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Sleep and the Shift Worker
On the face of it shift work and flexible work patterns can seem like great options. Part of the appeal may be that you are free to do things when others are working. You can shop, visit places, do things with relative ease.
Both from a business and operational perspective change and flexible working patterns provide full 24 hour cover and the means to maximize efficiency during opening hours. They are used effectively in retail, call centers, medical, security, catering, hospitality, the emergency services and in taxi or delivery driving at night.
But for the worker, reality often sets in that the people you want to spend time with are busy, at work, or you’re unavailable because you’re catching up on some desperately needed sleep. Shift workers often average only 5-6 hours of sleep per stretch, down from the more usual 7-8 hours. This can lead to stress, FOMO, a sense of isolation and ultimately health concerns.
And for the retailer shift work can take its toll on your staff, who are statistically more predisposed to suffer from insomnia and sleep-related problems, resulting in more accidents, poor concentration and absenteeism. Mental health can be affected over time, potentially leading to depression, reduced work performance and difficulties with personal relationships.
Here are some tips for dealing with flexible and changing work patterns;
– Rotational change patterns have been found to wreak havoc with the circadian body clock and can ultimately result in problematic sleep patterns developing. Try, whenever possible, to maintain a similar bedtime routine, even when it doesn’t work. If possible, arrange a shift pattern that allows days off between night shifts to recover. Aim to maintain a consistent routine to get your body rhythms right.
– Some employers appreciate that sleep is a problem for the on-duty worker and offer on-site employees 20-minute sleep breaks during their shifts. Accept the offer and get rid of the extreme fatigue. It has been found to be a viable and effective means of supporting and maintaining a healthier workforce, as many employers are aware that absenteeism, poor performance and many work-related accidents can be attributed to stress and lack of sleep.
– Morale can be affected when staff find themselves regularly missing out on important family and social events due to their flexible work schedules. FOMO, guilt and problems with personal relationships need to be addressed. A sensitive employer will appreciate the benefits of supporting good, trained staff, will not want to lose them and will aim to offer open doors, training and be as helpful as possible.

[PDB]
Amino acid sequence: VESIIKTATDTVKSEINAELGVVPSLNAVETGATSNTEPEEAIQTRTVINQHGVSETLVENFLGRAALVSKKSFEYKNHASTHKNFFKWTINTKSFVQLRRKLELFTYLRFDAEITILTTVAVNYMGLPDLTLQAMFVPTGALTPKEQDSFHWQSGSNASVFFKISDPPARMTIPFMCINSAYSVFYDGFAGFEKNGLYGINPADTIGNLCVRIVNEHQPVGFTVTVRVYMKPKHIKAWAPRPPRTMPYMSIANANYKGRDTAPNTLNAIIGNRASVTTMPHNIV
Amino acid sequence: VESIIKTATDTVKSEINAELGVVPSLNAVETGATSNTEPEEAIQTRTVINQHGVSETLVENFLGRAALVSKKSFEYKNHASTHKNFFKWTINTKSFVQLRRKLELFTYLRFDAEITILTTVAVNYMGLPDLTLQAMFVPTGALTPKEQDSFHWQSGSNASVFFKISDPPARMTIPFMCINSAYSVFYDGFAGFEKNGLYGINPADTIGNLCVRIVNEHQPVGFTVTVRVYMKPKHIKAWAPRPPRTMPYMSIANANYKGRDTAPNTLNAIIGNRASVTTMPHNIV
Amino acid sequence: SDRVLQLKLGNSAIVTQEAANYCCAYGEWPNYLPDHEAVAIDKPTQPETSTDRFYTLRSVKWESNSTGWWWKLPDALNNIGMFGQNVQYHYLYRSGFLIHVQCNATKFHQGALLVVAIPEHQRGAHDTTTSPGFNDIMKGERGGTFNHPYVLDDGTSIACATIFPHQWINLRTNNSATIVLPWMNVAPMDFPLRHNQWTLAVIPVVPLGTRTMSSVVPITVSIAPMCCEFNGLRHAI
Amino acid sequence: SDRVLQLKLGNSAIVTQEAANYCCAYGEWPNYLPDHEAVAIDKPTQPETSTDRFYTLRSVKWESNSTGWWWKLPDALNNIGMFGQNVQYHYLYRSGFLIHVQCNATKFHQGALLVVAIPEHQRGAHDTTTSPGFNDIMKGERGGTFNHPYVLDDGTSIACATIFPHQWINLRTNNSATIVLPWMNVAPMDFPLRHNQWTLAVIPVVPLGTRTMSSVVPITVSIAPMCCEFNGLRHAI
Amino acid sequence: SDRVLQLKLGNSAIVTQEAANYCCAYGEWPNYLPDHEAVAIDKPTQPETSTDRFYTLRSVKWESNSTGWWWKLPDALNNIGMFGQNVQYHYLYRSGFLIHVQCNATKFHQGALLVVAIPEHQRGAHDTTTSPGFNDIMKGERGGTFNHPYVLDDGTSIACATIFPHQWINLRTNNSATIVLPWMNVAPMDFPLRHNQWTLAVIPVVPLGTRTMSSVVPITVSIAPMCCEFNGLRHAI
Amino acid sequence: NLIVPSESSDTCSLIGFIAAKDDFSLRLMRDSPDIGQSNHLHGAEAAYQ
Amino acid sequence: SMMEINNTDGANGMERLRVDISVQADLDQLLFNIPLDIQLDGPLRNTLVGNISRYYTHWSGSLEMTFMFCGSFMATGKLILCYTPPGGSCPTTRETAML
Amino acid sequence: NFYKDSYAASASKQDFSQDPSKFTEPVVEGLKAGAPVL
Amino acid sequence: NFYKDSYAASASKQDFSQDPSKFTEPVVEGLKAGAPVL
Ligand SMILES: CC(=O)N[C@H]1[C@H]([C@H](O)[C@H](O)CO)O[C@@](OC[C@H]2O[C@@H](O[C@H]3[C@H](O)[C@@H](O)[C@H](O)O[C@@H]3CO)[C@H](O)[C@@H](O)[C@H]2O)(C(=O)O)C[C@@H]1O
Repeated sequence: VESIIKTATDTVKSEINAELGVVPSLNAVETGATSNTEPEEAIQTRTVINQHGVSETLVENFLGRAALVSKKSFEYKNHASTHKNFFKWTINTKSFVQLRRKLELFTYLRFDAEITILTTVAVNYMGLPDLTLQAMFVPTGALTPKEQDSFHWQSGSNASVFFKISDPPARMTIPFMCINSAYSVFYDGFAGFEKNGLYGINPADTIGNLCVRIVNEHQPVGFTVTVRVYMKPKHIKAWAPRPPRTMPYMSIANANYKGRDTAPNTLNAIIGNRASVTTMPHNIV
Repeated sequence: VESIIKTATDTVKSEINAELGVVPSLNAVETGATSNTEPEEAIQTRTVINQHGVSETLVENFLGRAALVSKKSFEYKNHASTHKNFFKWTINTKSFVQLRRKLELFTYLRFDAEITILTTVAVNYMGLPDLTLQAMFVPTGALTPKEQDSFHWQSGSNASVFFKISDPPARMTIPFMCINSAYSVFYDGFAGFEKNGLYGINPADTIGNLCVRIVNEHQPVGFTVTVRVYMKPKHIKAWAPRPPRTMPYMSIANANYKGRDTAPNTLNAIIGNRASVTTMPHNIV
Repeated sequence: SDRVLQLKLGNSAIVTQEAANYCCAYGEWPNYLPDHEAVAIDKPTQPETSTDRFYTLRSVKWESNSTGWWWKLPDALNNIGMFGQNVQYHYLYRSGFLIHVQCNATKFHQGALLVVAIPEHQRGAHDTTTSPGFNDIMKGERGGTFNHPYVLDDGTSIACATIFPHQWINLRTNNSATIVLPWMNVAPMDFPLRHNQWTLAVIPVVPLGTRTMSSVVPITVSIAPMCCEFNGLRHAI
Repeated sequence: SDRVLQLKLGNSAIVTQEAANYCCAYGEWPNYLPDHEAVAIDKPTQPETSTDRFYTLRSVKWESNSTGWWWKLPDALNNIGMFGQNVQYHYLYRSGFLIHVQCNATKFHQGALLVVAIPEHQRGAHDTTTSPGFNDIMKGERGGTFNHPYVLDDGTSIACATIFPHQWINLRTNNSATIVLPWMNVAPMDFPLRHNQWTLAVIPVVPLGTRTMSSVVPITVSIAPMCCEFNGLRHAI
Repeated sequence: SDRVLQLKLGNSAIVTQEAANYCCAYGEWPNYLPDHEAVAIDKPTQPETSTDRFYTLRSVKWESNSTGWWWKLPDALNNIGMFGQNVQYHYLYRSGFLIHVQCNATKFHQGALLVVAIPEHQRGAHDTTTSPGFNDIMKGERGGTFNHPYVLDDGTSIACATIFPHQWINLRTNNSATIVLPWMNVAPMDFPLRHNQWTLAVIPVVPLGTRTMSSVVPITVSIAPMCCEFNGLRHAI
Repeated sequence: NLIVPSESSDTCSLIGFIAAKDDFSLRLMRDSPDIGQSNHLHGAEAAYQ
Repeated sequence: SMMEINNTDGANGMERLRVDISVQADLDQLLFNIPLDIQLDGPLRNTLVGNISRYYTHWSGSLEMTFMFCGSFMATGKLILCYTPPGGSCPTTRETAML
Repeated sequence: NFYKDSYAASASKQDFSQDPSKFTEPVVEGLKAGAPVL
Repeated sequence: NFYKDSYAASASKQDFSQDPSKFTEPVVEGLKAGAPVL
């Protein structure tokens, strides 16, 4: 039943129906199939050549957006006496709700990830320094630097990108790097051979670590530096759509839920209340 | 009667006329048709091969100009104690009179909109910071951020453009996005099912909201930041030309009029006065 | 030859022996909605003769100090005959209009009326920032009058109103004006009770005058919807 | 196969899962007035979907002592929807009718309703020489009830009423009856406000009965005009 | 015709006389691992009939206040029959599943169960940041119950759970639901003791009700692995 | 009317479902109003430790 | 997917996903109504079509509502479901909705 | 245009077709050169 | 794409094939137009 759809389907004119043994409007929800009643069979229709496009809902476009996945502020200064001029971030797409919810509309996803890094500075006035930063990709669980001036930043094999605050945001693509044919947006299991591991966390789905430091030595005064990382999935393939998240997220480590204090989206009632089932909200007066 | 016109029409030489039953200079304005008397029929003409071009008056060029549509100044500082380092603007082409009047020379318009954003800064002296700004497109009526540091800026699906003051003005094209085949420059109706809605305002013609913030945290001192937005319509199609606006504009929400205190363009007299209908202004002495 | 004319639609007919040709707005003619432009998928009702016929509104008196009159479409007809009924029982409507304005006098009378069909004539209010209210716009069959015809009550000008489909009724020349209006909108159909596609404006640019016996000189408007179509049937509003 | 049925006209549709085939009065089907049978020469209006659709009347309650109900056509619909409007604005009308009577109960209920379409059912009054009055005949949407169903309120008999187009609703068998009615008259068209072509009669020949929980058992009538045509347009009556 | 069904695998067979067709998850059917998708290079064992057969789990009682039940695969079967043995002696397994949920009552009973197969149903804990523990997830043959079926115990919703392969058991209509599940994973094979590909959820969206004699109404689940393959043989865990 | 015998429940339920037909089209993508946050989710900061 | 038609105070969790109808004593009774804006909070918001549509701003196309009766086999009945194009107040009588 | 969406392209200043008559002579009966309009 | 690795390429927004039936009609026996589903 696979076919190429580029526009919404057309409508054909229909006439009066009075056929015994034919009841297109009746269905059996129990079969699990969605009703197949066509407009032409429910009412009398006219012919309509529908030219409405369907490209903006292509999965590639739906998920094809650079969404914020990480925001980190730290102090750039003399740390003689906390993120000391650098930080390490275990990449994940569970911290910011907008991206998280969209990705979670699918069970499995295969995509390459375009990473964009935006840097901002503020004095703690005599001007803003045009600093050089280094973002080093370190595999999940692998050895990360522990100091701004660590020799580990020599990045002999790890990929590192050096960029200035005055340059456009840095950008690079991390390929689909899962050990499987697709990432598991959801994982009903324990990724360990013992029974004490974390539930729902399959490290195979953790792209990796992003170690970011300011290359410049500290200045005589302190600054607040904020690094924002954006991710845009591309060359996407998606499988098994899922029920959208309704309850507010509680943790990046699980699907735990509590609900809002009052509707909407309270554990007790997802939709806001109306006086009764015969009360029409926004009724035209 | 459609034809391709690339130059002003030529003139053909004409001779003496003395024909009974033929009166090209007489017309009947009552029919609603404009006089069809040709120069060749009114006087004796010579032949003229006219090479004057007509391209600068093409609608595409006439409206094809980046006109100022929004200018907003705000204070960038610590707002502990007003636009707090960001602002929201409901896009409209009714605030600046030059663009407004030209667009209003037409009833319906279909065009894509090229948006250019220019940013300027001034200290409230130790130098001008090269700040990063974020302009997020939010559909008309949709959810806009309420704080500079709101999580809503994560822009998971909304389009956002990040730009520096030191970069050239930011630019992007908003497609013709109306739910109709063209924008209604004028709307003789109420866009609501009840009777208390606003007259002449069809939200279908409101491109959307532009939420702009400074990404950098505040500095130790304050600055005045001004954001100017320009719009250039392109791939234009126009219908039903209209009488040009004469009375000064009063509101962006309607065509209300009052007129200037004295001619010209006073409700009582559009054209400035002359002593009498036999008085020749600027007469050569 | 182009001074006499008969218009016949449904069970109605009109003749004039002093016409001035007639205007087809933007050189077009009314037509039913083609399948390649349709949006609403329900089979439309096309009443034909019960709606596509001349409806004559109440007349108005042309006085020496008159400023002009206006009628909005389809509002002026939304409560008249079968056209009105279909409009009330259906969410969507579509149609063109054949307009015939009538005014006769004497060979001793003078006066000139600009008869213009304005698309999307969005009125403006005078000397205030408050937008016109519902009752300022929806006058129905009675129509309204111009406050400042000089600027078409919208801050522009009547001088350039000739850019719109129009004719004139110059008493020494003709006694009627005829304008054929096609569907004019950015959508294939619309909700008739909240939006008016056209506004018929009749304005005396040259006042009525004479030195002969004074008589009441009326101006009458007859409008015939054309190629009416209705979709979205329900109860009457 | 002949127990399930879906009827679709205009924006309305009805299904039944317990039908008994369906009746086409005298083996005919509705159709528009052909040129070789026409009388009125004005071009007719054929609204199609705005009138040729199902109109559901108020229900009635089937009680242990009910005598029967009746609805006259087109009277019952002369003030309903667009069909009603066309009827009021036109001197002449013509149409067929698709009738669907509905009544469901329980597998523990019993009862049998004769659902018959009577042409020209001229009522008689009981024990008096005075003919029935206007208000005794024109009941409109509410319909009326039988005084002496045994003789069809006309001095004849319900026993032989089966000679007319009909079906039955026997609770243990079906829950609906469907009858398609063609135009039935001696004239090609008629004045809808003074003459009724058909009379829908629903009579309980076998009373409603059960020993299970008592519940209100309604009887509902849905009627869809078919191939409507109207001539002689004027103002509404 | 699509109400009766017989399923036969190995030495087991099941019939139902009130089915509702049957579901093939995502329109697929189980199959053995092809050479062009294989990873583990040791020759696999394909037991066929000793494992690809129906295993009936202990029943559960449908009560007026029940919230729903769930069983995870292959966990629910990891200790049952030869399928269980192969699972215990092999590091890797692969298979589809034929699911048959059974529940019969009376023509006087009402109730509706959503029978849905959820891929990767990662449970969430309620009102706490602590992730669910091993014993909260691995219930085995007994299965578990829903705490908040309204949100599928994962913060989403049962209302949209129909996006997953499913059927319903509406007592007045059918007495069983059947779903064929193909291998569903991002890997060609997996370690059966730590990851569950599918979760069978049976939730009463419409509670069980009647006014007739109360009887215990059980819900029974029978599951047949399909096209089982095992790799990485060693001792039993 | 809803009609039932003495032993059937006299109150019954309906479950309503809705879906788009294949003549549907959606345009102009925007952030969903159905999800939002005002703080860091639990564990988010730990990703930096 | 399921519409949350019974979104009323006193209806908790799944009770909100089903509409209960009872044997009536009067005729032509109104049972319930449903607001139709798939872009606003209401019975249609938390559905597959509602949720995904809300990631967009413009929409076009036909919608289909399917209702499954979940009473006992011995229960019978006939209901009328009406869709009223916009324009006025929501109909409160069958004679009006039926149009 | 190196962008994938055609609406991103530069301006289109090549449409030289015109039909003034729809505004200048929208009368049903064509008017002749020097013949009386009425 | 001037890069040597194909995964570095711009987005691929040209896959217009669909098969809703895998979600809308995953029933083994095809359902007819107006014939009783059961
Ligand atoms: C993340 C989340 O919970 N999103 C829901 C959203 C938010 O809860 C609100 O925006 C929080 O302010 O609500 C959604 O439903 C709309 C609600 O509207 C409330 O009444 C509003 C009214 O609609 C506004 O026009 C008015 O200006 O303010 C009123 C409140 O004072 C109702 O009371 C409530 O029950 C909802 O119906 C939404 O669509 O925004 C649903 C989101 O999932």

– Be active and keep your energy levels up during breaks. Get some fresh air, walk, run, even exercise and get your circulation levels up. Take healthy food and water.
– Manage your caffeine. At the beginning of a shift it’s important to stay awake, but when you’re nearing the end of a shift and thinking about getting some sleep, it’s helpful to keep your caffeine levels to a minimum.
– Be aware that the most sleepy time it’s between 4-5 am, so make sure there are tasks that keep you alert and interested; avoid saving tedious or boring jobs until the end of your shift.
– How long do you travel to work? Try to maximize your rest time if possible by avoiding long drives or running errands on the way home, which will often serve to keep you awake and prevent you from falling asleep. If you feel sleepy while driving (and shift workers are almost twice as likely to fall asleep at the wheel) consider driving without shoes, keeping the window down, singing along to the radio.
– Talk and share helpful tips and tips with co-workers and colleagues. Find out how they cope and learn from each other.
– Sleep can be fleeting and difficult to plan. Some shift workers find that getting enough sleep becomes a major concern, constantly playing on their minds. It can be stressful trying to maintain a semblance of a normal life, wanting to socialize, nurture relationships, keep in touch with family and friends during work shifts. Even eating at unusual times can throw life into disarray, especially for those with flexible work patterns where each week has a different schedule.
– Daytime sleeping can be difficult with all sorts of distractions, from the practical considerations of coping with daylight and outside noises to guilt about all the things we could, must, should do. Negotiations with ourselves about how little sleep we can manage are a regular occurrence, as is the desire to have a normal life outside of work.
– Maintain good sleep making sure your bedroom is dark and comfortable. Maybe use blackout curtains. We are programmed to sleep at night and wake up when it is daylight. Ask housemates to be respectful and keep noise to a minimum for a few hours. An eye mask or earplugs can help. Turn your phone on silent.
Shift work can be a useful option for time. Be aware of the importance of good self-care and encourage your employer to be supportive during this time as well.
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